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Posts Tagged ‘spring’

 

 

old lilac bush

beside the highway

scent of one hundred springs

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Springing

 

 

 

I am reborn into the world of radiance—

crystalline icicles, glittering reaches of snow—

and whatever in me is old brown stick,

whatever in me is withered rose hip,

whatever is desiccated and dead takes notice

of the shine and says, Teach me that.

 

I am reborn into the world of drip

and melt and streets of mud,

and whatever part of me is muck-squeamish

and sludge resistant goes walking anyway

and wallows and squishes and slips and laughs.

 

In that slippery moment, the part of me

who has died becomes lotus.

And who is it in me that scoffs

and says Who are you to be lotus?

I show her diamonds in the field,

the big blue dome of sky, the vast

expanses of glistening mud,

and I ask her, Who are you not to be?

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cleaning off my shoes

before walking through the mud,

and Love says to me,

what? do you think

I am going to carry you?

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Every blade of grass has an angel that bends over it and whispers, “Grow, grow.”

            —The Talmud

 

Imagine them, all those angels

jostling over the field,

catching their hands

in each other’s halos,

their wings a shimmering

fuss. Imagine the rising tide

of the chorus, how

whisper turns clamor

turns turbulent roar.

Imagine the dizzying pitch

of encouragement, grow,

Grow, GROW, until bam!

a riotous tumult of green.

 

But what of the song

at the end of the season,

when angels, exhausted,

sigh rest, rest. And they press

their tired cheeks against

each other’s faces, let

their wings dangle

in lucent grace. And the field,

seeded, relaxes and goldens

and sleeps. And the angels

snuggle in sacred heaps and breathe,

and breathe, white robes

like snow, and they sleep talk

between their sonorous snores,

that’s enough, dear one, let go.

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they said snow—

in the yard, drifts of gray juncos

and heaps of all that isn’t

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Catkins in March

 

 

But the Hebrew word, the word timshel—”Thou mayest”— that gives a choice. It might be the most important word in the world. That says the way is open.

            —John Steinbeck, East of Eden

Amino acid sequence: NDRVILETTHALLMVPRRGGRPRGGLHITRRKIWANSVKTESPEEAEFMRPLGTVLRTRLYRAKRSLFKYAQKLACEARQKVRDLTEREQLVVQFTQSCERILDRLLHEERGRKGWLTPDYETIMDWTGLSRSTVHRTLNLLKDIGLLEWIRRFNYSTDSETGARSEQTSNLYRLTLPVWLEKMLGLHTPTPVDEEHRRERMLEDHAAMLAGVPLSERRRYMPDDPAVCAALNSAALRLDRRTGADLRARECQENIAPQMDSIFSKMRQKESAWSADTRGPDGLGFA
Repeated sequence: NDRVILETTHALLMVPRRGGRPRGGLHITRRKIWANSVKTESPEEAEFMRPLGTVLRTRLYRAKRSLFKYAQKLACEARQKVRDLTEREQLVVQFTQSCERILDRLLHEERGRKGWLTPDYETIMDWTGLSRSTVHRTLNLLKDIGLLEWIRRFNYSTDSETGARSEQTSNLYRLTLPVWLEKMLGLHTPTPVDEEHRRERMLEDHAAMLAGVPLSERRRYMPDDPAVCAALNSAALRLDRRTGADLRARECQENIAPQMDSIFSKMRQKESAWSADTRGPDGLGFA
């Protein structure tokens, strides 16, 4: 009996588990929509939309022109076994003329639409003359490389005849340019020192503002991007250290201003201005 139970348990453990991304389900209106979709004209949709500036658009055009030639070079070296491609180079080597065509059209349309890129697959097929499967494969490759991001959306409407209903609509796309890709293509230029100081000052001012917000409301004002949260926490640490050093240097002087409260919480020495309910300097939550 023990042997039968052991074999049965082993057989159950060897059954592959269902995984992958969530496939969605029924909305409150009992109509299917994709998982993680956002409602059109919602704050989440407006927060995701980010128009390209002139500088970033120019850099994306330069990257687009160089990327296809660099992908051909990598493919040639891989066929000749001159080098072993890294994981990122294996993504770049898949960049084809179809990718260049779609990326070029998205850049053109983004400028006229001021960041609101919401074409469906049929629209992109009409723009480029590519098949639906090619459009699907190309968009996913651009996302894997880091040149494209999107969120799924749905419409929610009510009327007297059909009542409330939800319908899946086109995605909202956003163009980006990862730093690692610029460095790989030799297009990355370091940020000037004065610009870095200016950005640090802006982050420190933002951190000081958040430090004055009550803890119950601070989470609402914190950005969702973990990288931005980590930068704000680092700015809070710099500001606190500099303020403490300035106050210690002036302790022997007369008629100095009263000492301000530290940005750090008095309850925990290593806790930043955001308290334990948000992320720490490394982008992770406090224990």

Today it was the aspen buds

that ruined my heart.

 

One glimpse of them

through the window, and

 

for that moment,

the inner winter I’d constructed

 

out of should and shalt

fell down like bricks. Perhaps I could have

 

returned to work, but instead

stared at the soft gray

 

tufts of spring. How they defy

the stubborn chill. And almost

 

against my will, in me I felt

an opening I didn’t quite want,

 

and perhaps I didn’t want to hear

a small voice saying, you

 

have a choice, you

have a choice.

 

 

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Sometimes in spring

I forget it is ever

not spring, forget

that there will be a time

without hummingbirds

and the raucous call

of the geese. These lilacs

and their purple scent

are forever. Forever

is this deep green field.

I almost resent

the voice that writes this poem,

the part that notices how already

the apples have gone

from ecstatic white bloom

to small hard fruit.

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One Humbling

 

 

in seven days

the radish sprouts

push green through earth—

 

every job on my list today

seems quite easy

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And why not be flagrantly happy,

really. The moon is full and rakish

and spring keeps teasing the morning

into taking off its sweater. By noon,

everyone is blushing. In the garden,

strawberries come up on their own,

their fearless white flowers

pre-wired for sweetness.

Who cares the weeds are already

releasing their onslaught of filigreed seeds.

Inside us, an open invitation to fall in love.

Inside us, the pluck to say yes.

 

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arriving with no armor

with softness

they teach me

another way to meet the cold,

these pussy willows

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